It was perhaps only a matter of time before untested protocols in lethal injections led to an episode like the botched execution in Oklahoma on Tuesday night, in which convicted murderer Clayton Lockett struggled for 43 minutes before suffering a heart attack.
The incident is testament to a much broader trend in the administration of the death penalty. States, including Texas, that execute inmates with lethal injection no longer have the secure sources of drugs they once relied on, and that means the risk of something going wrong has mounted.
Texas’ most recent execution featured a man—Tommy Lynn Sells—who argued that he had a legal right to know the origin of the drugs that would be used to kill him. In a last-minute appeal, Sells’ attorneys asked the U.S. Supreme Court to rule on the issue. The nation’s highest court denied the petition, but not before a lower court judge temporarily halted the execution, arguing that Sells was entitled to know where the state had obtained the deadly dose of pentobarbital.
On April 3rd, Sells was executed in Huntsville with little fanfare. The whole procedure lasted 13 minutes. Pentobarbital is a widely-used sedative that is lethal in high dosages and has been used to euthanize animals. The drug used in the botched Oklahoma execution was midazolam, which caused an Ohio man to gasp for air during his execution in January. Though it hasn’t been used in Texas, Terri Langford at the Texas Tribune has reported that the Texas Department of Criminal Justice is keeping midazolam on hand and could use it any time.
We don’t know for sure whether it was midozolam or something else that caused Lockett’s agonizing death in Oklahoma. The Oklahoma Department of Corrections said that the problem was a blown vein, leading The New Republic’s Ben Crair to argue that the issue was one of administration, not of chemistry.
But the larger question here is one of reliability and consistency. In 2011, the U.S. pharmaceutical company Hospira stopped providing sodium thiopental for executions because the drug was produced at an Italian plant and the Italian government expressed opposition. Death penalty states have had to scramble for drugs, looking to compounding pharmacies to provide these chemicals, including the pentobarbital used in Sells’ execution. Such pharmacies exist throughout the country, and often make cheaper versions of prescription drugs to order for patients. They are licensed, but accreditation is optional and inspections for compliance only happen every three years.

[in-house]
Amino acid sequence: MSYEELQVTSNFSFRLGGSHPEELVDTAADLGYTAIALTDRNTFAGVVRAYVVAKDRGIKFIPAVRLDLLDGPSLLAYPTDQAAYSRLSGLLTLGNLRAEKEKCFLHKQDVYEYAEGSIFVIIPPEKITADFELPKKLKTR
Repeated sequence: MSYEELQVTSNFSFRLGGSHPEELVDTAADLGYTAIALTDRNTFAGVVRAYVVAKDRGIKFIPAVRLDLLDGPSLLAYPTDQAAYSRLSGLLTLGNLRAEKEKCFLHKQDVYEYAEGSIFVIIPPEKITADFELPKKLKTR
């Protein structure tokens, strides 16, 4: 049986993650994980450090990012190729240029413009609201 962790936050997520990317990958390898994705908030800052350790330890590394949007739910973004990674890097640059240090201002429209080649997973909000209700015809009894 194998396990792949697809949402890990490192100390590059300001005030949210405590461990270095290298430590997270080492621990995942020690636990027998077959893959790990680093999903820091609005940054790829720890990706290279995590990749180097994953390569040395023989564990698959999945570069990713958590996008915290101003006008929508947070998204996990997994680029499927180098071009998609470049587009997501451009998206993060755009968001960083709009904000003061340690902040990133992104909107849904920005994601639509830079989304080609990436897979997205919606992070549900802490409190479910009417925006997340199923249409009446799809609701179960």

Though David Miller, CEO of the International Academy of Compounding Pharmacists, recently told NPR that providing lethal injection drugs is “actually contrary to what we do as a profession,” any pharmacist can contract with the prison system to provide those drugs. They can specify a protocol—how to administer the drug and how much to use—but there’s no guarantee that the executioners will follow their directions. “We should not, certainly as pharmacists, be put in the position of having to prepare those medications,” Miller told NPR, “without having direct input into what that protocol looks like.”
One provider recently demanded that the Texas prison system return the drugs when his name came out in the press and he received harassing phone calls, but that controversy dissipated quickly. So far the courts have allowed Texas prison officials to remain secretive about where they have turned for new drugs. Texas Monthly’s Erica Grieder noted recently that “such secrecy may not be prudent for Texans who support capital punishment, who should hope for executions to proceed as smoothly as possible.” Now, defense attorneys will likely challenge this secrecy for every execution, making each one into its own legal battle.
Texas has used the same drug, pentobarbital, since 2012 and officials have said there are no plans to change the protocol. But the state is using up its store of drugs faster than any other, so eventually we will have to turn to new suppliers. At that point, the risks will only grow.